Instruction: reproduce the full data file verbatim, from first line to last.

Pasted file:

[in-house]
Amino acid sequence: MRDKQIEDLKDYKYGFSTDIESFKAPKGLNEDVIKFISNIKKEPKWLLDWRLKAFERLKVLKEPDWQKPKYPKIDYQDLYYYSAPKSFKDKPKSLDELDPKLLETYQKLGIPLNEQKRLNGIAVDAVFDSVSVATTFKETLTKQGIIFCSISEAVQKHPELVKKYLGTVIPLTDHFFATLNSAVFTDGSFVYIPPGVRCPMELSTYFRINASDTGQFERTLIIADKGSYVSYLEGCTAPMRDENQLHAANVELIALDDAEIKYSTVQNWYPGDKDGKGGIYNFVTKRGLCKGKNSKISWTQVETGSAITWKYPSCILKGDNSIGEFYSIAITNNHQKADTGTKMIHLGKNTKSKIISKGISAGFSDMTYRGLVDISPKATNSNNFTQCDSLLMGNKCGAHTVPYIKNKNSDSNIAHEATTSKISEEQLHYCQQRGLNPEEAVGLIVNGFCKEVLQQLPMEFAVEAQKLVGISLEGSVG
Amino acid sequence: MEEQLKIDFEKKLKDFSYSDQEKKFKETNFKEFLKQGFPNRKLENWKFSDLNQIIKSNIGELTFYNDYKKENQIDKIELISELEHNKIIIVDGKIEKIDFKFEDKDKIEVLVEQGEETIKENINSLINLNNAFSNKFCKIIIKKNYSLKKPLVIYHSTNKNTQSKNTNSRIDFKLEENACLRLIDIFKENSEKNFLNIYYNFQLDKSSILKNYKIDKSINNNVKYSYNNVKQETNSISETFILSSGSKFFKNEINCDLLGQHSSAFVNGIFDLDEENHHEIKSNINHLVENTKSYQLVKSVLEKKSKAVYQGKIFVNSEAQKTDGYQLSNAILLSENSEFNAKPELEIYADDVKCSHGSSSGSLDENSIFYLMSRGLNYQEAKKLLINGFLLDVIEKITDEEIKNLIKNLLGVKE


[in-house]
Amino acid sequence: MRDKQIEDLKDYKYGFSTDIESFKAPKGLNEDVIKFISNIKKEPKWLLDWRLKAFERLKVLKEPDWQKPKYPKIDYQDLYYYSAPKSFKDKPKSLDELDPKLLETYQKLGIPLNEQKRLNGIAVDAVFDSVSVATTFKETLTKQGIIFCSISEAVQKHPELVKKYLGTVIPLTDHFFATLNSAVFTDGSFVYIPPGVRCPMELSTYFRINASDTGQFERTLIIADKGSYVSYLEGCTAPMRDENQLHAANVELIALDDAEIKYSTVQNWYPGDKDGKGGIYNFVTKRGLCKGKNSKISWTQVETGSAITWKYPSCILKGDNSIGEFYSIAITNNHQKADTGTKMIHLGKNTKSKIISKGISAGFSDMTYRGLVDISPKATNSNNFTQCDSLLMGNKCGAHTVPYIKNKNSDSNIAHEATTSKISEEQLHYCQQRGLNPEEAVGLIVNGFCKEVLQQLPMEFAVEAQKLVGISLEGSVG
Amino acid sequence: MEEQLKIDFEKKLKDFSYSDQEKKFKETNFKEFLKQGFPNRKLENWKFSDLNQIIKSNIGELTFYNDYKKENQIDKIELISELEHNKIIIVDGKIEKIDFKFEDKDKIEVLVEQGEETIKENINSLINLNNAFSNKFCKIIIKKNYSLKKPLVIYHSTNKNTQSKNTNSRIDFKLEENACLRLIDIFKENSEKNFLNIYYNFQLDKSSILKNYKIDKSINNNVKYSYNNVKQETNSISETFILSSGSKFFKNEINCDLLGQHSSAFVNGIFDLDEENHHEIKSNINHLVENTKSYQLVKSVLEKKSKAVYQGKIFVNSEAQKTDGYQLSNAILLSENSEFNAKPELEIYADDVKCSHGSSSGSLDENSIFYLMSRGLNYQEAKKLLINGFLLDVIEKITDEEIKNLIKNLLGVKE